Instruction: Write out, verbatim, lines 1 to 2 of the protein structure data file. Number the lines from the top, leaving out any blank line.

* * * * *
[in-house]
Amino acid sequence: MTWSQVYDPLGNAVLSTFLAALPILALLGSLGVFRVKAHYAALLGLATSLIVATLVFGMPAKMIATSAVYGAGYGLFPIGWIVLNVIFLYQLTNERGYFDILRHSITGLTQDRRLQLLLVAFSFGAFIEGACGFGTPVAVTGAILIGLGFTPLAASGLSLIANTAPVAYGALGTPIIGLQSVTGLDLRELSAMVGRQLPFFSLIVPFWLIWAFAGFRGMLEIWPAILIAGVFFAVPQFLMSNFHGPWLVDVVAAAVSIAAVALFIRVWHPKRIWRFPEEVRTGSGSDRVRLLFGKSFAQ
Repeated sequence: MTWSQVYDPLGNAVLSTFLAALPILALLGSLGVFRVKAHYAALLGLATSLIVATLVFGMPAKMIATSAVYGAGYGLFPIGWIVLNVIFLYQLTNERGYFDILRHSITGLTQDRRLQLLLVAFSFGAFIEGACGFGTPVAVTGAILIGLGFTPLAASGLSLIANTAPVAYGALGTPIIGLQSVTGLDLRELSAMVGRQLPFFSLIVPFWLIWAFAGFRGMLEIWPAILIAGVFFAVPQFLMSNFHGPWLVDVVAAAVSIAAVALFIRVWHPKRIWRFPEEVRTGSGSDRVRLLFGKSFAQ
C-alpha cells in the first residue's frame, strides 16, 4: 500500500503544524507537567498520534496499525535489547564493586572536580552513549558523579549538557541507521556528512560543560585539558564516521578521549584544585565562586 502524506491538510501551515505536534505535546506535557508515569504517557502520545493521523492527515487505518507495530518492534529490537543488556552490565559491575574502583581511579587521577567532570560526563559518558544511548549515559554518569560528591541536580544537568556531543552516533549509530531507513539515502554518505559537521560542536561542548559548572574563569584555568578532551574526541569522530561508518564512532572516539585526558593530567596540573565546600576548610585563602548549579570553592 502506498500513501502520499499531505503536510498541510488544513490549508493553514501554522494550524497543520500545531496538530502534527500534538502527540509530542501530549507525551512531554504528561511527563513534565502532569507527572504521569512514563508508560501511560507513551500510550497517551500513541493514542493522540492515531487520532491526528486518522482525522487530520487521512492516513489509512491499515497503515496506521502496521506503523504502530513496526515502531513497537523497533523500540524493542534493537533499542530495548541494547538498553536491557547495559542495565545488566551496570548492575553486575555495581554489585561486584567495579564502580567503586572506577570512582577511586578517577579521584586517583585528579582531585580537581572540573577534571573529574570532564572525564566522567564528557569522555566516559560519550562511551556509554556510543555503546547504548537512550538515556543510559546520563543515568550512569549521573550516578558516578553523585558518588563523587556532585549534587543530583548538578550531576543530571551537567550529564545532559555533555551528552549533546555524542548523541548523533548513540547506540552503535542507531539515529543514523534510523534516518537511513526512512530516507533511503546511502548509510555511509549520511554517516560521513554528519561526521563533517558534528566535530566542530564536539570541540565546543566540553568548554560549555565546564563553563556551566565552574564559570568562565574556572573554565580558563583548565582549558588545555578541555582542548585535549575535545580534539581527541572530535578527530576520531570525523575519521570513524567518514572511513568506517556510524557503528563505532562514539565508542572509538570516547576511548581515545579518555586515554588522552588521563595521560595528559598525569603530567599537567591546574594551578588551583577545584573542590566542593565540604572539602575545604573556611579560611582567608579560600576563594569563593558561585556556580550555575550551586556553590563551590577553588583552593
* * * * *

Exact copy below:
[in-house]
Amino acid sequence: MTWSQVYDPLGNAVLSTFLAALPILALLGSLGVFRVKAHYAALLGLATSLIVATLVFGMPAKMIATSAVYGAGYGLFPIGWIVLNVIFLYQLTNERGYFDILRHSITGLTQDRRLQLLLVAFSFGAFIEGACGFGTPVAVTGAILIGLGFTPLAASGLSLIANTAPVAYGALGTPIIGLQSVTGLDLRELSAMVGRQLPFFSLIVPFWLIWAFAGFRGMLEIWPAILIAGVFFAVPQFLMSNFHGPWLVDVVAAAVSIAAVALFIRVWHPKRIWRFPEEVRTGSGSDRVRLLFGKSFAQ